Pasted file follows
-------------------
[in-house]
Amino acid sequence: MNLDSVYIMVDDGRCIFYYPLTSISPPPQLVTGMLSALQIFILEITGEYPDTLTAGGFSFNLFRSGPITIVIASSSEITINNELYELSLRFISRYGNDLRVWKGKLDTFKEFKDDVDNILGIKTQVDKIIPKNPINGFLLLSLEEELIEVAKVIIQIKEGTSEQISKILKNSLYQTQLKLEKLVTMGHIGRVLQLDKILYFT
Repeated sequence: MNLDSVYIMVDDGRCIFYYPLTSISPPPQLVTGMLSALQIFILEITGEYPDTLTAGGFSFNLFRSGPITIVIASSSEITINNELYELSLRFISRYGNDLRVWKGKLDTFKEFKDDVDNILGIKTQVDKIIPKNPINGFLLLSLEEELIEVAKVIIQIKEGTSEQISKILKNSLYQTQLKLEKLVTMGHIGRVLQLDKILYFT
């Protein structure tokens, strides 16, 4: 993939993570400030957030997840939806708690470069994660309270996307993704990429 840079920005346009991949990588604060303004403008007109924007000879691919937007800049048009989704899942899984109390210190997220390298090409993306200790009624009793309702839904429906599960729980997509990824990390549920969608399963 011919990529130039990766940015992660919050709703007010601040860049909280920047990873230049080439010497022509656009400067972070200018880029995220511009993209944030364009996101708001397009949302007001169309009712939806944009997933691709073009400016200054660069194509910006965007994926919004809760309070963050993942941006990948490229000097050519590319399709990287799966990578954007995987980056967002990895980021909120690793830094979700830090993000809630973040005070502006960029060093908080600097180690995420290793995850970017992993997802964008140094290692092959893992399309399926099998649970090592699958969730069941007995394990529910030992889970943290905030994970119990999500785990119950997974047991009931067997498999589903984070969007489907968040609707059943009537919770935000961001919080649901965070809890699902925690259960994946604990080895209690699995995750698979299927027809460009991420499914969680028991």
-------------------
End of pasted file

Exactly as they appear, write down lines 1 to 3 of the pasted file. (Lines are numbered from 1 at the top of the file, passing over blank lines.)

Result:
[in-house]
Amino acid sequence: MNLDSVYIMVDDGRCIFYYPLTSISPPPQLVTGMLSALQIFILEITGEYPDTLTAGGFSFNLFRSGPITIVIASSSEITINNELYELSLRFISRYGNDLRVWKGKLDTFKEFKDDVDNILGIKTQVDKIIPKNPINGFLLLSLEEELIEVAKVIIQIKEGTSEQISKILKNSLYQTQLKLEKLVTMGHIGRVLQLDKILYFT
Repeated sequence: MNLDSVYIMVDDGRCIFYYPLTSISPPPQLVTGMLSALQIFILEITGEYPDTLTAGGFSFNLFRSGPITIVIASSSEITINNELYELSLRFISRYGNDLRVWKGKLDTFKEFKDDVDNILGIKTQVDKIIPKNPINGFLLLSLEEELIEVAKVIIQIKEGTSEQISKILKNSLYQTQLKLEKLVTMGHIGRVLQLDKILYFT